During our safari, we will visit Bura, a small village not far from our Lodge. There, we will spend a day in the life of the Taita, one of the 47 tribes in Kenya.

Upon arrival, Mwamburi and his people welcomed us to his house. I love their smiles and genuine warmth.

I still remember the day I first met them. I was looking for a cultural experience for my lodge guests. In Maasai Mara we had the Maasai with their jumping dances, but here I was unsure.

A colleague once mentioned the Taita drums and Mwazindika ceremony. So I began asking around.

I finally found a few groups who could perform and invited them to the lodge. I watched ceremonies by four different groups, all amazing and unique. But Mwamburi’s group was different. Their performance gave me goosebumps – the energy, smiles and joy truly resonated. They were the one.

The house is a normal cement structure surrounded by an amazing, vegetation-rich garden. They built for us a small hut in the traditional way, demonstrating how their culture has evolved over the years.

I immersed myself in their daily activities. The women tought me how to cook beans and sweet potatoes over the fire, laughing lightheartedly when my first attempt of blowing the beans in the air falls flat. (coordination it’s an issue…)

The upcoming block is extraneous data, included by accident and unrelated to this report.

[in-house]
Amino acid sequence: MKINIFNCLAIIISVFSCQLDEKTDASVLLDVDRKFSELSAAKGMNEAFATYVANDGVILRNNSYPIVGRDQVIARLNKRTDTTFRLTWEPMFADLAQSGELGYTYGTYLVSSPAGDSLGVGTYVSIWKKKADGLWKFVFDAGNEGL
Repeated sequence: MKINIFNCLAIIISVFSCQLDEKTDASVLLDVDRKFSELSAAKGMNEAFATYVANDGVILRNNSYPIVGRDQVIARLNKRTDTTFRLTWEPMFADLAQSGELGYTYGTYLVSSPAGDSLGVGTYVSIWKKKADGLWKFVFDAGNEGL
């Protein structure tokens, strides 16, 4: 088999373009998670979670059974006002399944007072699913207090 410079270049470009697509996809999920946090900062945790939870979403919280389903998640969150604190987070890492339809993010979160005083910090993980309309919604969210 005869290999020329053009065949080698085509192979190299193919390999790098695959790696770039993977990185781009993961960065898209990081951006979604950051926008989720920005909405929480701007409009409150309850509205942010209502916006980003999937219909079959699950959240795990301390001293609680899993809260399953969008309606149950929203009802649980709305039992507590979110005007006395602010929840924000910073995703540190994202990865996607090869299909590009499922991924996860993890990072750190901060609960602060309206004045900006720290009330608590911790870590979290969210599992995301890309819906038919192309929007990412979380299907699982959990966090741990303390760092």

Last year they suffered a drought like everyone else in Kenya, but this year the rains have blessed us all and the shamba had plenty of vegetables and fruit-laden trees.

They explained which plants can heal infections and relieve pain as we walked through scrubby fields. They gave me a stick, saying “This serves as our lipstick and toothbrush – if you keep it in your mouth, your lips will turn orange.”

Curious, I kept the stick in my mouth, hoping for naturally colored and maybe plumper lips. After a while, my tongue was definitely orange and my lips had orange patches, making me look like I ate tomato sauce and didn’t wipe my mouth.

We stopped to pick small red berries from a shrubby tree and they handed me some. Sinking my teeth into the red skin, sweetness burst across my tongue – I knew this succulent fruit!

The locals call them “Matunda damu,” which literally means “fruit blood” in Swahili, referencing the deep red stain the berries leave behind. But I recognized these small, tasty berries immediately – they are mulberries, known as gelsi back home in Italy. This little and tasty berries have colored countless childhood Sicilian summers, leaving my fingers red and soul satisfied.

Revealing more traditions, they patiently taught me how to extract strong fibers from sisal leaves and twist rope against the skin – but mine apparently wasn’t good enough. 🙂

Our day winds down with the Mwazindika ceremony. Soon, the pounding of drums fills the air, with ancient rhythms echoing through the plains. 

We form a dancing circle, joining hands with the villagers as bare feet trace patterns in the dust keeping time with the accelerating beat.

As the tempo rises, we move together, men and women, visitors and tribespeople alike, distinctions vanishing in the dance.

I close my eyes, letting the drums and chants surround me. In this community tied so closely to nature and tradition, I feel profoundly peaceful, as if the outside world with all its modern concerns has fallen away.

I’ll see you there.

Watch the video here

Check the itinerary here